There was NO way I could swallow it. None. Zero. Zip. Zilch. Nada. I had no idea what was in my mouth, but I knew one thing for certain ... it was not coke and it was most certainly not a treat! Unable to hold it in my mouth any longer, and getting queasy at the thought of swallowing it, I did the only thing I could do ... I spit it back into the cup.
And then the panic set in.
At home, if you didn’t want what was set in front of you, well then, you went hungry. But I didn’t know the rules at school!! Were you expected to eat or drink whatever they set before you? On tv they did, but this was real life ... were the rules the same? I didn’t know! My mind was racing. What was I going to do? If they came back around and saw that I hadn’t drunk it, I just knew I’d get in trouble! I had to get rid of the stuff ... but how? ... and where? I didn’t know if I was allowed to get up and go to the bathroom during snack time (that scenario had yet to present itself). And, even if that was allowed, would I get in trouble for taking my cup with me?
Would somebody PLEASE tell me the rules?!
That’s when it hit me. There was only one way to get rid of it. I knew what I had to do.
I poured it under the table.
Setting the now empty cup on the Jack & Jill table, I felt the enormous burden of my predicament being lifted off my tiny, fragile shoulders. There, I sighed with relief, it’s over now. I watched in disgust as my classmates downed their glasses of that whatever-it-was then lick their lips. Despite this nauseating display, I was smiling inside, and quite pleased with my ingenuity and problem-solving skills!
One of the helpers made her way to our table. Oh, no! Had she seen me? What would be my fate? She was smiling ... that was a good sign, right? She noticed my empty cup. ”Oh, you drank it all! Here’s some more,” she said, reaching for my cup.
“No, thank you,” I said politely. "I don’t want anymore.”
”Oh, don’t be silly!" she said, filling my cup. "We’ve got plenty!”
I wanted to cry! With my heart racing, and with no other options, I waited for her to leave and reached for the cup ... and with trembling hands, I dumped the second glass under the table.
I don’t know how many times she came by and filled my cup. I tried to tell her I didn’t want any, but she kept filling it up! ”You must really like this, huh?!” she said on more than one occasion.
My stomach was really beginning to hurt. When they realized what I had done ... and they would ... what would they do to me? I’d never gotten away with anything in my entire life. I was going to get in BIG trouble. It would probably go on my permanent record and haunt me for the rest of my life. Could I get into the college of my choice with this scarlet letter on my chest? Would this one foolish act lead to a lifetime of dead-end, menial, minimum wage jobs? My mind was reeling with the ramifications of what this one act of defiance would have on my entire life!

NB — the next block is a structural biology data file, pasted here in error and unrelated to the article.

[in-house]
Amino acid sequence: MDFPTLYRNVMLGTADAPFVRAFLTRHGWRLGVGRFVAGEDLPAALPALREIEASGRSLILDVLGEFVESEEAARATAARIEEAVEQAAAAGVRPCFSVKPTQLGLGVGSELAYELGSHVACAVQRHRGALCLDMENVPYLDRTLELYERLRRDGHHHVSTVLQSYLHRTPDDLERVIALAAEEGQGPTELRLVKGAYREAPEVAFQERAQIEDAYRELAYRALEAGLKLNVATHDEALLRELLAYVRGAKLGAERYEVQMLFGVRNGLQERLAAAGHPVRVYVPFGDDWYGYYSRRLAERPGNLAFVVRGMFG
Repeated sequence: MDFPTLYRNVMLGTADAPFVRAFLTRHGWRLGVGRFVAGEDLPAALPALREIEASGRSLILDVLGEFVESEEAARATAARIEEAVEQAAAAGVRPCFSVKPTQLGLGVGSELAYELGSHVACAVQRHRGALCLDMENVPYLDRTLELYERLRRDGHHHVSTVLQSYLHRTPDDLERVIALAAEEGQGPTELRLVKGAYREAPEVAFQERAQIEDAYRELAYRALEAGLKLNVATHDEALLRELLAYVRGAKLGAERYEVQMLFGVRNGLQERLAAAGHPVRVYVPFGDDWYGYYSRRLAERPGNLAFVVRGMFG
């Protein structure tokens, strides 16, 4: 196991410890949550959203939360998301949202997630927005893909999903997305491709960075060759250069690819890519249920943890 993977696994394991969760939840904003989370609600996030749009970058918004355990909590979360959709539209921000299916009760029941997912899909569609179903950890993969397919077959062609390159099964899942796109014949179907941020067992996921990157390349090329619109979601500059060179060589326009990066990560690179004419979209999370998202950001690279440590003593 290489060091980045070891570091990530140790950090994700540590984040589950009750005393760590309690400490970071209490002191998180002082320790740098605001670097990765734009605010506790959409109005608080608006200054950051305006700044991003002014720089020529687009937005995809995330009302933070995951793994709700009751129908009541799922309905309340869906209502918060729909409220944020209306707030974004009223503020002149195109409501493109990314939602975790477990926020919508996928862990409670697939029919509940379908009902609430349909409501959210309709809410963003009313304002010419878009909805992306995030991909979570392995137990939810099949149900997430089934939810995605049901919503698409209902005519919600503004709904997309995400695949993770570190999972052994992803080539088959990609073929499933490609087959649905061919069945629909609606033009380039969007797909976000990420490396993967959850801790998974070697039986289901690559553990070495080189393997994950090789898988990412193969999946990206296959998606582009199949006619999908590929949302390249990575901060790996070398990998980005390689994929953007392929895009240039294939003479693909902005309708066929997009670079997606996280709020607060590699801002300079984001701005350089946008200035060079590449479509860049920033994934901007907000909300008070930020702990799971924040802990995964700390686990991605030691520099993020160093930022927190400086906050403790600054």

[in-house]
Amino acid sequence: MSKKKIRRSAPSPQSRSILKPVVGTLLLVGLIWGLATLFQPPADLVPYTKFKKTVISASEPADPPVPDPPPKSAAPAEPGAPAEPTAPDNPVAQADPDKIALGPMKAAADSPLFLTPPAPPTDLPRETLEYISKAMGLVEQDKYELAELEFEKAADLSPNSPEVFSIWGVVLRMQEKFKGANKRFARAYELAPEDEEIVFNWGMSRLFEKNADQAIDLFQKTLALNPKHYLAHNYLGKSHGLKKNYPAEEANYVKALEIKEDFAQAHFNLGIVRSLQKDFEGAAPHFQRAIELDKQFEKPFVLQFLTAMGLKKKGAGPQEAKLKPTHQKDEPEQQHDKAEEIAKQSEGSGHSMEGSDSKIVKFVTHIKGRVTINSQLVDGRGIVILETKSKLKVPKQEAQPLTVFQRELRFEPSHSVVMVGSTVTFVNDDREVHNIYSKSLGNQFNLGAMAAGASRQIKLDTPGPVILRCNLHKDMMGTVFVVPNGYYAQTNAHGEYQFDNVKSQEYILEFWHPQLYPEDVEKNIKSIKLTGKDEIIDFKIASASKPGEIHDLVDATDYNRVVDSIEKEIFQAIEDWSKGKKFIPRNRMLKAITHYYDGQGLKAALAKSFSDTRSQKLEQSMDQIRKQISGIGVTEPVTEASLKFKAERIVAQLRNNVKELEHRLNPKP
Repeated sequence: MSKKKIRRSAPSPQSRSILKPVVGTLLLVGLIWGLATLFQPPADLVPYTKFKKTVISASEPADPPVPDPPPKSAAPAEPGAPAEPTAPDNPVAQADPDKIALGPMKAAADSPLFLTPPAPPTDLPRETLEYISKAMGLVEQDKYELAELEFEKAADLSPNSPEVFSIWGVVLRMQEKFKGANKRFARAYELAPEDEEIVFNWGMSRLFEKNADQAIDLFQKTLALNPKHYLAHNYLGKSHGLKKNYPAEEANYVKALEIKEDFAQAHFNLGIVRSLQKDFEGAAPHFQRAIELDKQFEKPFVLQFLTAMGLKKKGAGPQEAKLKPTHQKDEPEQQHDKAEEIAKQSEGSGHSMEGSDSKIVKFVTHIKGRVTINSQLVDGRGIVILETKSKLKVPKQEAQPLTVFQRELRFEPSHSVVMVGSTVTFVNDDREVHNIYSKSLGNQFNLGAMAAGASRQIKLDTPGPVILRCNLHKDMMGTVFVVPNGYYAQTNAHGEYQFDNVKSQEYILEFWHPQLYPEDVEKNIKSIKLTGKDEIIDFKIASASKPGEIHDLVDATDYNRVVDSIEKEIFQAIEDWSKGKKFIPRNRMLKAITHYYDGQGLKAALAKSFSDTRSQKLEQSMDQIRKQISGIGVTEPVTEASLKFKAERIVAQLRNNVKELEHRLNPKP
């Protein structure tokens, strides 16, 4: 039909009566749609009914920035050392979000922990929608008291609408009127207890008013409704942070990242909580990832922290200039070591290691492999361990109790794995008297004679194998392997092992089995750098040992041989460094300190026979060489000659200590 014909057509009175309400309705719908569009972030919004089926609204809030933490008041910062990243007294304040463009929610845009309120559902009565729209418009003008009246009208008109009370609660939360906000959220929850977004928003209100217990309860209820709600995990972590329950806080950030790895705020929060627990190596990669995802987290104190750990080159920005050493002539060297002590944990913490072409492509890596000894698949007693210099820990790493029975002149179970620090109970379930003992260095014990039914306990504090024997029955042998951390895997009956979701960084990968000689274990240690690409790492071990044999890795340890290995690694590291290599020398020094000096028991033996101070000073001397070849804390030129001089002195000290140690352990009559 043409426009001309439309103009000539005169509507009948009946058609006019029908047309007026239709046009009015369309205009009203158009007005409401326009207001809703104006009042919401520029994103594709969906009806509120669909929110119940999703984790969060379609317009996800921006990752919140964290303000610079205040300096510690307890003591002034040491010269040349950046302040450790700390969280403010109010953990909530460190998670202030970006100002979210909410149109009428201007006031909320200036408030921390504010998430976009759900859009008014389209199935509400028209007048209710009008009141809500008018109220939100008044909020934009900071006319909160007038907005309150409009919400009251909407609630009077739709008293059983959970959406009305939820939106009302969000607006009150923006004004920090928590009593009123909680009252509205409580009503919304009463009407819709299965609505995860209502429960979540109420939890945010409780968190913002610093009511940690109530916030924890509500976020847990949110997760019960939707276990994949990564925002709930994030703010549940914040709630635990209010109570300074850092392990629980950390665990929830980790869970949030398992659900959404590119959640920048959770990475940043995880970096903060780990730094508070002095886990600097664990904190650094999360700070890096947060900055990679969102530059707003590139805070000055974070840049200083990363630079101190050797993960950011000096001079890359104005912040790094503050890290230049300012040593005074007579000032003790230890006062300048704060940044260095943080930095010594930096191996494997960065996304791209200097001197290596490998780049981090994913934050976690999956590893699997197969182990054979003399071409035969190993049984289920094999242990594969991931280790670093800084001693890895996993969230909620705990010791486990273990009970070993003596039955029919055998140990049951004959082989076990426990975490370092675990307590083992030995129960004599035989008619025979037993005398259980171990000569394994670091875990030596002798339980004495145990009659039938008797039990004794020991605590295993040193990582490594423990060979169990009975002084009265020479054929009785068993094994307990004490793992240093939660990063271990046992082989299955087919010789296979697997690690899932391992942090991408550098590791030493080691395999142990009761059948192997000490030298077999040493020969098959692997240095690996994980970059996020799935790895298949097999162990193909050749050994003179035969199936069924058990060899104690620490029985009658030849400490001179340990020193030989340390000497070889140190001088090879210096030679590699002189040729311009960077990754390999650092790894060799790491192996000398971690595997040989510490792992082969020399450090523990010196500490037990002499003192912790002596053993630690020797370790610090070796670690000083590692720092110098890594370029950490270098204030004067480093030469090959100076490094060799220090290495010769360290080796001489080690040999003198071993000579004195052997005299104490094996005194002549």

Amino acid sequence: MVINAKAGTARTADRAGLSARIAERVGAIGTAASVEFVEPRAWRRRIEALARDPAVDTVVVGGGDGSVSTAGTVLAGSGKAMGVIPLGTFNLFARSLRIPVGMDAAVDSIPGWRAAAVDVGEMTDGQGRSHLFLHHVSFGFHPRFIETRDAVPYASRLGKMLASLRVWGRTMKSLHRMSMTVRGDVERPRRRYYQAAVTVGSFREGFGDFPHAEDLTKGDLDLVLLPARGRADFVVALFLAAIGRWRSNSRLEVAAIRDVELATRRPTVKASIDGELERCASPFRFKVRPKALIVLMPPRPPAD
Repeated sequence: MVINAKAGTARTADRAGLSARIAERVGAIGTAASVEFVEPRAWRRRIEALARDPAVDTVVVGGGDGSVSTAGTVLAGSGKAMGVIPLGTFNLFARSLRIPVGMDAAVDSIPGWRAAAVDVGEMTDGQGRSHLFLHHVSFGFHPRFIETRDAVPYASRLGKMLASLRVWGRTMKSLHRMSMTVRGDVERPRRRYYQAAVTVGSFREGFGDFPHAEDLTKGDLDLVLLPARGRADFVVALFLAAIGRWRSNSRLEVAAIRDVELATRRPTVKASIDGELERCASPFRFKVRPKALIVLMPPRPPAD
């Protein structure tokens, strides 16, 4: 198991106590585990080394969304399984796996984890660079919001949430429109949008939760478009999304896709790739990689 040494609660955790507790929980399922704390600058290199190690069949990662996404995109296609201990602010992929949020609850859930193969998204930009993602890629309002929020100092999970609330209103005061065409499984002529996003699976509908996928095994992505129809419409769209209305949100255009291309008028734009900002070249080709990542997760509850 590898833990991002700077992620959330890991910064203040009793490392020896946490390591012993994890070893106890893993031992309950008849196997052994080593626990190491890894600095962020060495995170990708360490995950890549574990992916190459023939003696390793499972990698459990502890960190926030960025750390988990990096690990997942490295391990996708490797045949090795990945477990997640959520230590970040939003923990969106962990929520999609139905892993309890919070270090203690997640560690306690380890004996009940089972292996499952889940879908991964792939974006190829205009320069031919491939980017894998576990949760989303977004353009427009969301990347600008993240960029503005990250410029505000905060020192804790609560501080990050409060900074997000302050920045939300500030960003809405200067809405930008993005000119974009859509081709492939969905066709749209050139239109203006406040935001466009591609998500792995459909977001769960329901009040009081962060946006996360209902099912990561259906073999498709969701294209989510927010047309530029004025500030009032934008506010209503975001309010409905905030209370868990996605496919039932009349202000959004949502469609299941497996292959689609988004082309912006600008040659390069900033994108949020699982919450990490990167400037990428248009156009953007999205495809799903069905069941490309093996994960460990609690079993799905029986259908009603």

I sunk further and further into despair with every glass I poured out. I sat at the Jack & Jill table, mulling over my fate, and the bright future I had undoubtedly ruined. My spirit sunk to an all-time low. I was going to get yelled at in front of the entire class. But I was a good girl! I never got in trouble at school! I nearly passed out from the fear. I was literally beginning to lose consciousness when the bell rang, signaling for us to line up by the door.
I summoned all my strength, prayed my wobblely legs would hold my weight, and raced to join the line of children in an effort to get out of that room as quickly as possible. They would surely discover what I had done. There were only six kids at the Jack & Jill table ... and all the root beer was in front of one chair ... Jackie’s chair. I was sure to be caught. But, already excelling in procrastination despite my tender age, I knew I could worry about that tomorrow.
I slept fitfully that night, and came to school the next afternoon absolutely terrified, and fully prepared for whatever punishment would be meted out, and ... nothing. Not a word! No one said anything about it. As far as I could tell, my Jack & Jill table-mates were oblivious to the fact that there was a criminal in their midst. No one treated me any differently. No one looked at me with a disapproving frown or a head-shaking ”I’m very disappointed in you” look on their face.
Dare I dream? Could it be true? Was I really going to get away with it?
As the day wore on, the truth began to sink in ... they didn’t know! I wasn’t going to be punished! I wasn’t going to be ostracized from society! This wouldn’t be an albatross around my neck for the rest of my life!
My heart felt lighter and I felt years younger when I left school that day. I felt like the Grinch after the true meaning of Christmas came through ... when his heart didn’t feel quite so tight and he whizzed with his load through the bright morning light!
Hallelujah!! It was true! I had gotten away with it!
That was, however, pretty much the first, and last, thing I’ve ever gotten away with. I’ve not only gotten caught for everything I ever did, I got caught ... and punished ... for everything my sister Jill ever did!! But, that’s fodder for another blog and it has nothing to do with my root beer story!